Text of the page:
The stock market continues to boom. Yesterday, the Dow rose to 15680, topping the prior record close seen on Sept. 18. The S&P 500 index hit 1772, also a new high. The S&P 500 has finished at a new record in seven of the last nine sessions. The Nasdaq Composite Index increased to 3952, its post-2000 high.
Our New FOX Index of Wall Street health has hit 1,304. That represents travel into stock market “outer space” first reached in May, the escape velocity attained by soaring past old-time market theoretical limits of a Dow of 15,000, an S&P 500 of 1,600, and a NASDAQ of 3,500, for a total of 20,100. With a Dow 15,680 + S&P 1,772 + NASDAQ 3,952 = 21,404, we traveled yesterday to our new “outer space” + 1,304 record (see chart).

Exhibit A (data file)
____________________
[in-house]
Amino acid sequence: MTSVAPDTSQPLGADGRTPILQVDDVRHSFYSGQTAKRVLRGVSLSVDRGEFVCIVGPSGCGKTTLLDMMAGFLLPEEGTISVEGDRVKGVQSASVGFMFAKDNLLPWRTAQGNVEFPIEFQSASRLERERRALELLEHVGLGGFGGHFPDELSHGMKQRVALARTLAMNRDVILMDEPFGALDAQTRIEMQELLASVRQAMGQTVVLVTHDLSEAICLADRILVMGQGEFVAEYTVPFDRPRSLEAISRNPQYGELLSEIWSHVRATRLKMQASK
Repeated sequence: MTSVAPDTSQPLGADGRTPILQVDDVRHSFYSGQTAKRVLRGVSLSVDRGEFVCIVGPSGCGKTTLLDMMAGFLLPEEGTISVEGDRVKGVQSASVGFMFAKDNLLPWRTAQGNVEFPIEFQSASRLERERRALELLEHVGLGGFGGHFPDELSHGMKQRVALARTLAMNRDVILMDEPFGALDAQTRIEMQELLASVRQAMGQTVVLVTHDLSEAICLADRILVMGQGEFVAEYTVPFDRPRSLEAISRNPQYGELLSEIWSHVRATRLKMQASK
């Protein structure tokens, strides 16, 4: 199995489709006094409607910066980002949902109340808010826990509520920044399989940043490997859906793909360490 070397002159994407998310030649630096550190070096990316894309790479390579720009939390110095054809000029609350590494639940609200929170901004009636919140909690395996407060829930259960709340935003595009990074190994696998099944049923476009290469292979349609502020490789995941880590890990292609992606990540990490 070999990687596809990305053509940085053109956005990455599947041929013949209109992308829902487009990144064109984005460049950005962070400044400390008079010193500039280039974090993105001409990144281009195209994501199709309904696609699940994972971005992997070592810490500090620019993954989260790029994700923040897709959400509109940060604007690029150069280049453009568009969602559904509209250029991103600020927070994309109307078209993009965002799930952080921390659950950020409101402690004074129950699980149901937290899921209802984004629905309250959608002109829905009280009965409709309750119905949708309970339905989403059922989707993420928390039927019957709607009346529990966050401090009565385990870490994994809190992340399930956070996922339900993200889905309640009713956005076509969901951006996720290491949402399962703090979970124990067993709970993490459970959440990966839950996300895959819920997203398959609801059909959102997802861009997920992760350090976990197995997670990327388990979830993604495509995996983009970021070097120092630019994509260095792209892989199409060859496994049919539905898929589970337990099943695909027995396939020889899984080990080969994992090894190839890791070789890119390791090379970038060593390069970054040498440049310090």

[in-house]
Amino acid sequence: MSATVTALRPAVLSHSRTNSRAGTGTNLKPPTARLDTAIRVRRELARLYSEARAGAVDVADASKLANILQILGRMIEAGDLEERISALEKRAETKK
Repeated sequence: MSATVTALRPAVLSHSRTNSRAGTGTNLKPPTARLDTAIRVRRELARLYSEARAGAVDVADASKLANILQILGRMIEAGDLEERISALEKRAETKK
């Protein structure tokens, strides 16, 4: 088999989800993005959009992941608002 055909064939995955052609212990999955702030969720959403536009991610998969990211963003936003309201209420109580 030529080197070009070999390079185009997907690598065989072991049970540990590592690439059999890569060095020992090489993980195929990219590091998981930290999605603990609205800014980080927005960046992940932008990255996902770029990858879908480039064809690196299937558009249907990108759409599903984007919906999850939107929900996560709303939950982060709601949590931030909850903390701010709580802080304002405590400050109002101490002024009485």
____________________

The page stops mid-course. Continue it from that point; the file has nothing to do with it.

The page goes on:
Our previous post talked about the wealth of Washington D.C., where median income has risen 23% since 2000, even as it has declined 7% elsewhere. We said resentment hasn’t really surfaced against Washington, but has against Wall Street to Washington's north.
Here’s some striking information about Manhattan, where Wall Street is based. The New York Times’ Thomas Edsall informs us that talking about Manhattan households that earn $100,000 or more “is too blunt a measure for a city with at least 389,100 millionaires, 2,929 multimillionaires and 70 billionaires.” Edsall quotes N.Y.U. political scientist Howard Rosenthal saying about the recent city mayoral election, “Just looking at voters over $100K misses something. $100K is zilch in Manhattan.”
No kidding. Manhattan has a population of 1.62 million, and that mass of people have a mean household income of $121,549 (2005).
In Manhattan, $100,000 is “zilch.”